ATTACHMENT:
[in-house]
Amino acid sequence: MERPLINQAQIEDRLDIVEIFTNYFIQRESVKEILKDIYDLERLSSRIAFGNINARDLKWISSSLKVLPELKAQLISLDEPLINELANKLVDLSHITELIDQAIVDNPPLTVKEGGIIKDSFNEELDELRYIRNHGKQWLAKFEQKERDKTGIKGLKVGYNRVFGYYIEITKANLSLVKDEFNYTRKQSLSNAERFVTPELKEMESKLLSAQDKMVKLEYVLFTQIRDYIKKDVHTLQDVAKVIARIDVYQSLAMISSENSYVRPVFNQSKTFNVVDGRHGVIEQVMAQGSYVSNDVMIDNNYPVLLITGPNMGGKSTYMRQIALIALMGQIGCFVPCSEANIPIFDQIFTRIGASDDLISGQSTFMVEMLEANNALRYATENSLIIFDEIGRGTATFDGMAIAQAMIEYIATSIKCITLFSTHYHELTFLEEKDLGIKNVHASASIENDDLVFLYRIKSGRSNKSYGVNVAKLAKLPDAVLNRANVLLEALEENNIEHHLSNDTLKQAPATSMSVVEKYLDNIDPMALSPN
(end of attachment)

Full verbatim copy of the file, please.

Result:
[in-house]
Amino acid sequence: MERPLINQAQIEDRLDIVEIFTNYFIQRESVKEILKDIYDLERLSSRIAFGNINARDLKWISSSLKVLPELKAQLISLDEPLINELANKLVDLSHITELIDQAIVDNPPLTVKEGGIIKDSFNEELDELRYIRNHGKQWLAKFEQKERDKTGIKGLKVGYNRVFGYYIEITKANLSLVKDEFNYTRKQSLSNAERFVTPELKEMESKLLSAQDKMVKLEYVLFTQIRDYIKKDVHTLQDVAKVIARIDVYQSLAMISSENSYVRPVFNQSKTFNVVDGRHGVIEQVMAQGSYVSNDVMIDNNYPVLLITGPNMGGKSTYMRQIALIALMGQIGCFVPCSEANIPIFDQIFTRIGASDDLISGQSTFMVEMLEANNALRYATENSLIIFDEIGRGTATFDGMAIAQAMIEYIATSIKCITLFSTHYHELTFLEEKDLGIKNVHASASIENDDLVFLYRIKSGRSNKSYGVNVAKLAKLPDAVLNRANVLLEALEENNIEHHLSNDTLKQAPATSMSVVEKYLDNIDPMALSPN